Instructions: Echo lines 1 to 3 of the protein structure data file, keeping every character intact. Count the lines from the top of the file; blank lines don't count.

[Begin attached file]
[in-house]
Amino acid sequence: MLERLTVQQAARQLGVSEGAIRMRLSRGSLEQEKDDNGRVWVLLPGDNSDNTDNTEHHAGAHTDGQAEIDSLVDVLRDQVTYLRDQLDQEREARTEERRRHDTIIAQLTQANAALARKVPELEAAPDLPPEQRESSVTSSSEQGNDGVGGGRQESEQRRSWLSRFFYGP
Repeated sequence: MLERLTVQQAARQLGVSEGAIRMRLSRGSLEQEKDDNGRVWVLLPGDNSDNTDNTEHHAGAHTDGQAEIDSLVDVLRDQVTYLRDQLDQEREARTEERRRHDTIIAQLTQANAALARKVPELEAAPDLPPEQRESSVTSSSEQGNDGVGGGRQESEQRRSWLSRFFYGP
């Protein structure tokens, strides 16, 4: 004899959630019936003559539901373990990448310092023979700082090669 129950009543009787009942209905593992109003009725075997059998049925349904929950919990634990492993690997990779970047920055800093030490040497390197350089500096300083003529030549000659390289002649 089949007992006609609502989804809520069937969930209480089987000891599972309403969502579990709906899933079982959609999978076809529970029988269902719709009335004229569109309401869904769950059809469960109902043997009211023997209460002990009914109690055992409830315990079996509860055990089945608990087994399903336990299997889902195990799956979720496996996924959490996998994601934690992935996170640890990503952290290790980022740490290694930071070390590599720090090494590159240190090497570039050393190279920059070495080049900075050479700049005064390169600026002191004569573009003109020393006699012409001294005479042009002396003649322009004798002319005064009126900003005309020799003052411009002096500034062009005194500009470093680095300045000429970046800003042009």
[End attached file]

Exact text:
[in-house]
Amino acid sequence: MLERLTVQQAARQLGVSEGAIRMRLSRGSLEQEKDDNGRVWVLLPGDNSDNTDNTEHHAGAHTDGQAEIDSLVDVLRDQVTYLRDQLDQEREARTEERRRHDTIIAQLTQANAALARKVPELEAAPDLPPEQRESSVTSSSEQGNDGVGGGRQESEQRRSWLSRFFYGP
Repeated sequence: MLERLTVQQAARQLGVSEGAIRMRLSRGSLEQEKDDNGRVWVLLPGDNSDNTDNTEHHAGAHTDGQAEIDSLVDVLRDQVTYLRDQLDQEREARTEERRRHDTIIAQLTQANAALARKVPELEAAPDLPPEQRESSVTSSSEQGNDGVGGGRQESEQRRSWLSRFFYGP